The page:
Teaching the Internet Better

Kurtis Heimerl
Published in
8 min readJan 5, 2022


By Hannah Bi, Rafia Khatri, Dominick Ta

Paired video

Initial student responses to the question ‘What is the Internet?’


As the Internet becomes more ubiquitous in our daily lives, it is becoming more essential for Internet users, that is, most people, to understand the basics of how the Internet works. We use it for attending classes, scheduling COVID-19 shots, attending doctor’s appointments, banking and finances, and more. Not only that, technology has become more integrated into K-12 education, and the Internet is now a concept that every student should learn.

However, there is a gap in educational resources available for learning about the Internet. Several of the educational resources about the Internet that we’ve encountered are too technical, narrow, broad, or shallow. We found that in order to gain a holistic understanding of the Internet from a variety of perspectives (e.g. spatial, technical, social), one would have to dive into several resources to get the whole picture.

We’ve developed lesson plans and resources to fill in this gap in Internet education. Our project aims to expand Internet education and make it more accessible. We hope that educators across the globe will be able to take advantage of the resources we’ve developed over the past several weeks.


The lessons developed from this project were specifically designed for a local organization, but can be easily adapted to other audiences as well. Seattle Community Network (SCN) is an organization dedicated to improving Internet accessibility in Seattle, which “aims to directly address the digital divide here in the Puget Sound, by focusing on bringing high-speed, affordable connectivity to lower-income neighborhoods and people in the face of rising inequality in our city”. SCN sets up infrastructure for community networks to provide Internet service at a low cost to community networks. In tandem, they educate and empower communities with knowledge about networking and the Internet, focusing on community-building throughout the whole process. See this blog post for more details on SCN.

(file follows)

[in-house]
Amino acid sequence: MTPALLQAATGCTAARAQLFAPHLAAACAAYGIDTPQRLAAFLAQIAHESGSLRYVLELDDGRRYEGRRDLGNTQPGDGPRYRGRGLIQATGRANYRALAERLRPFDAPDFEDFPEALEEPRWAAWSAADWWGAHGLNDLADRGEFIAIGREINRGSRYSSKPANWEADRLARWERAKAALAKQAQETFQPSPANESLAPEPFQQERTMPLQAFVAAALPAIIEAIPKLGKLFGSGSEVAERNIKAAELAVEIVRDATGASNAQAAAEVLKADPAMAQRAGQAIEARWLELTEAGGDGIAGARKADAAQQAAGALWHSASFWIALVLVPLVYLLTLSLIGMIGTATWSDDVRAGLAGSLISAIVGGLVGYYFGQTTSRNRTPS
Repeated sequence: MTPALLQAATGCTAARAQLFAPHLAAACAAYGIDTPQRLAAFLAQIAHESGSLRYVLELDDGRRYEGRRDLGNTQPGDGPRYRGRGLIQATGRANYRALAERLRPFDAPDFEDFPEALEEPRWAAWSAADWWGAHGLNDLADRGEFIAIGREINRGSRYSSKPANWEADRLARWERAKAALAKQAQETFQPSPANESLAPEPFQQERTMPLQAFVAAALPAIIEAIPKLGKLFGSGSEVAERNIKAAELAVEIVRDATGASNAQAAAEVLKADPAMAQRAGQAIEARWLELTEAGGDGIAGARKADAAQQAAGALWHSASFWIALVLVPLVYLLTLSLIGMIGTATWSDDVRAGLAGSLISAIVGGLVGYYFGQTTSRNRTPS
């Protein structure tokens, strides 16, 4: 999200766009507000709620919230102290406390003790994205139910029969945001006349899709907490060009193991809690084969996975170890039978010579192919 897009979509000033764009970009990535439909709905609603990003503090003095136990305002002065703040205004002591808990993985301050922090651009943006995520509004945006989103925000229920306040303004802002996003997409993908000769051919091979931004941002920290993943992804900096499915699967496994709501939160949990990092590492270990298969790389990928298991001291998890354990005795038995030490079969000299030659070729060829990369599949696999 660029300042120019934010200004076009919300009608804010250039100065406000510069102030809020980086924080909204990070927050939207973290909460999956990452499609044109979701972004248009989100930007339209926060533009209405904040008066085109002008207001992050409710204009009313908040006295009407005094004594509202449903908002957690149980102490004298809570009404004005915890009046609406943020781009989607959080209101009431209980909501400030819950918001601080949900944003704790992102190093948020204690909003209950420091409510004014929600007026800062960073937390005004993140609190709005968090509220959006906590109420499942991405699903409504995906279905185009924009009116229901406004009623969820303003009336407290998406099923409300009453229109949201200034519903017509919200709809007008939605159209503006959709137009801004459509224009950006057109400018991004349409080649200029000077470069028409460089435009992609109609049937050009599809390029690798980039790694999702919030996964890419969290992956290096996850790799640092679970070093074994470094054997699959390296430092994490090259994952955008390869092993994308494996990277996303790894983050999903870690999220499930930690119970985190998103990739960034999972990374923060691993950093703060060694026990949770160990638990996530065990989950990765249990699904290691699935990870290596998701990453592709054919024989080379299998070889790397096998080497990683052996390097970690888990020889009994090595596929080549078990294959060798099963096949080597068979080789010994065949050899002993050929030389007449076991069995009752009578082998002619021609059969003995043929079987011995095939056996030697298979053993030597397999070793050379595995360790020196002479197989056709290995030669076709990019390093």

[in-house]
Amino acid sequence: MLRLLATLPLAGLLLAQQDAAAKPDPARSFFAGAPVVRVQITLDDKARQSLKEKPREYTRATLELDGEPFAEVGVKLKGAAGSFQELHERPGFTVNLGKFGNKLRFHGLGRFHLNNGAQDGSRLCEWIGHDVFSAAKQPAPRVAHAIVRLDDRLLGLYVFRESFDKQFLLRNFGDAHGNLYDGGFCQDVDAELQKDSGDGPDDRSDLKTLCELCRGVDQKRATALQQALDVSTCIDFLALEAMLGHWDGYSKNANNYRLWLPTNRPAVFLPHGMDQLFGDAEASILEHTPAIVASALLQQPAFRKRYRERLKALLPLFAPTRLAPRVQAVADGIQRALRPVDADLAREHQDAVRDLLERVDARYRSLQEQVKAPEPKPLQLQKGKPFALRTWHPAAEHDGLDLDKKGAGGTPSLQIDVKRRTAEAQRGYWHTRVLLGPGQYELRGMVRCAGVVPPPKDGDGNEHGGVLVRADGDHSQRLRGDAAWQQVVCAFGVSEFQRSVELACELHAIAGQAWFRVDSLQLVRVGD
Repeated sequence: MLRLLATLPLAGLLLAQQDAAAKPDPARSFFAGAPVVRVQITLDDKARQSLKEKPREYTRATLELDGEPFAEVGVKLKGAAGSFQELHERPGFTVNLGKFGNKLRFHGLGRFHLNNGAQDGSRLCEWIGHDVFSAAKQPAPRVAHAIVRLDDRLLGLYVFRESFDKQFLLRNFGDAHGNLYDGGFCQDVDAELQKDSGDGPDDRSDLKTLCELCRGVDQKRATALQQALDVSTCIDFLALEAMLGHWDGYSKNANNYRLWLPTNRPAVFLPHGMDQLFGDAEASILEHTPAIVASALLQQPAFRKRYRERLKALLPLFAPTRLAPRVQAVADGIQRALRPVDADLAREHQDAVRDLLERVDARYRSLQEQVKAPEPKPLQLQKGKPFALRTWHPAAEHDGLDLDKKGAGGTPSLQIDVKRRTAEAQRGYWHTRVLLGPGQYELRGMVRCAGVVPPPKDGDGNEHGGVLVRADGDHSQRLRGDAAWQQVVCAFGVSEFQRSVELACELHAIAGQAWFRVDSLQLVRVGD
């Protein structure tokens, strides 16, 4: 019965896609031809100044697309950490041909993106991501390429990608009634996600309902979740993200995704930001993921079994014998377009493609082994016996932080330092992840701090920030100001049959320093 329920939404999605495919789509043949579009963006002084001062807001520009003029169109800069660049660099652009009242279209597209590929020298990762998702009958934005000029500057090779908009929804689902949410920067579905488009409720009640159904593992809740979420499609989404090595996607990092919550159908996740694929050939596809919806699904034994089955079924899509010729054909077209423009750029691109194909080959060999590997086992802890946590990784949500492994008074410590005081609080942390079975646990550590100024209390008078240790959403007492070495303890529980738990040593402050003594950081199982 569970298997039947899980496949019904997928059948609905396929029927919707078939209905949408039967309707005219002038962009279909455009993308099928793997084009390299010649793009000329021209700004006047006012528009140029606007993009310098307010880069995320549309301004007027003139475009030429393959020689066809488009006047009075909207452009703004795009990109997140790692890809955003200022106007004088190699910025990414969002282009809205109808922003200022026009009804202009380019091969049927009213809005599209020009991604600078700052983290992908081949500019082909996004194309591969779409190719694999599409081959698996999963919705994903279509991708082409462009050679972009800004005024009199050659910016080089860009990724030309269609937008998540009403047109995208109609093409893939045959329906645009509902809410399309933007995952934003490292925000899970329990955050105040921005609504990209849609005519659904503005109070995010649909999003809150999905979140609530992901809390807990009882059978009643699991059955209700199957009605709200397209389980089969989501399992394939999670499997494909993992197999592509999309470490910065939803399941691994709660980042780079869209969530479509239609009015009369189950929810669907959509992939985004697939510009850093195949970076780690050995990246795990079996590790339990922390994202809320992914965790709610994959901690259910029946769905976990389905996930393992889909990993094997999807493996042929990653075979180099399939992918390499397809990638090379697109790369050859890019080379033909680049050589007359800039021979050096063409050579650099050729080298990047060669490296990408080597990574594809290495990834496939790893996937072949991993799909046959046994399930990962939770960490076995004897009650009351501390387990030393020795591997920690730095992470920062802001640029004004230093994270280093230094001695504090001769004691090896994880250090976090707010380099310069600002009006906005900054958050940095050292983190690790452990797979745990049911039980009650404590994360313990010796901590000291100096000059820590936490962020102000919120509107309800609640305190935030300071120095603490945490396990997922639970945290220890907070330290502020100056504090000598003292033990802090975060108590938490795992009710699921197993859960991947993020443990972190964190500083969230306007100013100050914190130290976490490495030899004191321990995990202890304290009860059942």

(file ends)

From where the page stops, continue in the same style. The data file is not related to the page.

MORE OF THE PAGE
1. SCN’s first LTE deployment in Tacoma
  2. Wi-Fi setup in a Katharine’s Place apartment, connected to backhaul site in Filipino Community Center

As part of their goal in involving the community in their work, SCN created the Digital Stewards program to educate community members and provide the skills they need to set-up, install, maintain, and grow these community networks. They have had their first cohort of adult Digital Stewards, who go through an online course to develop the necessary skills for working on community networks. In an effort to involve more youth, they’ve developed a Youth Digital Stewards (YDS) curriculum. YDS is an online course for high school students from systemically underserved areas in Seattle who are interested in empowering their communities by getting involved in SCN. The first iteration is ongoing and will run for about 12 weeks, starting in November 2021.

For our project, we taught the Internet workshop portion of Youth Digital Stewards, which encompassed the first technical content students were introduced to in the course.

Our Design

As a starting point, we designed our lesson based on the original Digital Stewards curriculum on how the Internet works. However, we knew that major revisions had to be made as these slides were intended to teach adults for a 2 hour class, while we were teaching high school students in a 90 minute class. We decided on three goals at the very beginning to create focus for how we should alter our material.